In his appearance before the Senate Select Intelligence Community, Attorney General Jeffrey Sessions refused to answer any questions about his conversations with President Trump, even though the president waived executive privilege with respect to communications about whether to fire FBI Director James Comey by publicly revealing that Sessions supported Comey’s firing. The law of privilege does not permit selective disclosure. The Justice Department Inspector General should respond to Sessions’s stonewalling by investigating Sessions’s participation in firing Comey, and Sessions should resign if the Inspector General confirms a violation of the public trust or ethical norms.
Sessions made blatantly false statements to the Senate during his confirmation hearings. He said quite clearly, “I ... did not have communications with the Russians.” But he later admitted that he had met with the Russian ambassador twice. Because Sessions had campaigned for candidate Trump, his staff recommended that he recuse himself from any matter having to do with the campaign. Accordingly, Sessions announced, his recusal “from... investigations of any matter relating in any way to the campaigns for president...” In a March 6 letter to the Senate Judiciary Committee, Session confirmed that his recusal covered investigations of Russian ties to the Trump campaign.
When Sessions recommended that President Trump fire Comey, he interfered with the FBI’s investigation into Russian ties with the Trump campaign in the most forceful manner possible. Instead of staying away from the Russian investigation as he had pledged, he played a leading role in decapitating it.
Sessions could not ethically participate in any decision about terminating the FBI director, because firing the director would disrupt the FBI’s investigation of the Trump campaign’s ties with Russia. Sessions stands to benefit personally from disrupting investigation of ties with Russia because, as a campaigner who met with the Russians, he is a potential target for such an investigation. He also has an interest in thwarting such an investigation because of loyalty toward Trump and other fellow campaigners.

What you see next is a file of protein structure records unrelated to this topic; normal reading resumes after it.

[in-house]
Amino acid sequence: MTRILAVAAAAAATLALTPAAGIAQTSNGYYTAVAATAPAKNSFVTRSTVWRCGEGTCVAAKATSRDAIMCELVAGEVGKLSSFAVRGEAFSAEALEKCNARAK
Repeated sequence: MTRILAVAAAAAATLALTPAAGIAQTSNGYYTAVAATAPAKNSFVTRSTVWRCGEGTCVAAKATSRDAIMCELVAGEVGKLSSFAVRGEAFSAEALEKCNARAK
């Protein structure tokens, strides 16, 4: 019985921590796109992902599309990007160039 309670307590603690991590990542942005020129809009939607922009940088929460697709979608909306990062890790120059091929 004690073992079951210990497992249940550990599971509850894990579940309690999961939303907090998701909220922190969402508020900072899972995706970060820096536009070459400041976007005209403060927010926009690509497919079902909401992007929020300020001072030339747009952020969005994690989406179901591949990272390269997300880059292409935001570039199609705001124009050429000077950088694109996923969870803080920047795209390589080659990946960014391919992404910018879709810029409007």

The many conflict-of-interest rules that require his recusal from the firing decision generally prevent a lawyer from participating in a matter in which he has a personal interest. They are designed to make it impossible for government officials to benefit themselves or those with whom they have a “personal or political relationship” through their public decisions. These rules also generally require government officials to avoid even an appearance of a conflict, which can erode public trust. Whether or not the recusal letter itself or the rule motivating it required him to stay away from decisions about terminating Comey, these fundamental ethical norms prohibited his participation. The committee members’ questions focused too narrowly on the recusal and did not challenge Sessions on fundamental appearance of fairness rules that apply to every lawyer.
Sessions’s violation of appearance of fairness norms does not depend on his motives for participation and therefore their vindication does not require revelation of his conversations with President Trump. Because deciding to fire Comey benefitted Sessions and his fellow Trump campaigners, he should not have participated in any decision about Comey’s fate. Conflict-of-interest and appearance-of-fairness rules aim to avoid making the public wonder about whether personal interests influence an important decision.
These ethical norms form part of the foundation of the rule of law. In autocracies, government officials often make decisions designed to further their personal interests, rather than properly enforce the law. Our legal ethical norms prevent that sort of thing.
We do not know why Russia supported Donald Trump and whether his campaign helped subvert the elections. We need a thorough independent investigation of these ties and we need the American people to have faith in the results, Trump supporters and opponents alike. Comey’s firing, which Sessions supported, makes achieving these goals harder, because future investigators will fear that if they pursue the facts wherever they lead, they too may lose their jobs. Even if they do their jobs properly, many Americans may not trust a vindication of Trump, because of the pressure that Trump and Sessions have put on the investigation.
Russia may have supported Trump to weaken the United States by subverting the rule of law. Sessions has undermined the rule of law by violating ethical norms vital to sustaining the public trust that grounds democracy. The Inspector General should investigate this extremely important apparent violation of fundamental norms sustaining the rule of law.
David M. Driesen teaches constitutional law at Syracuse University College of Law.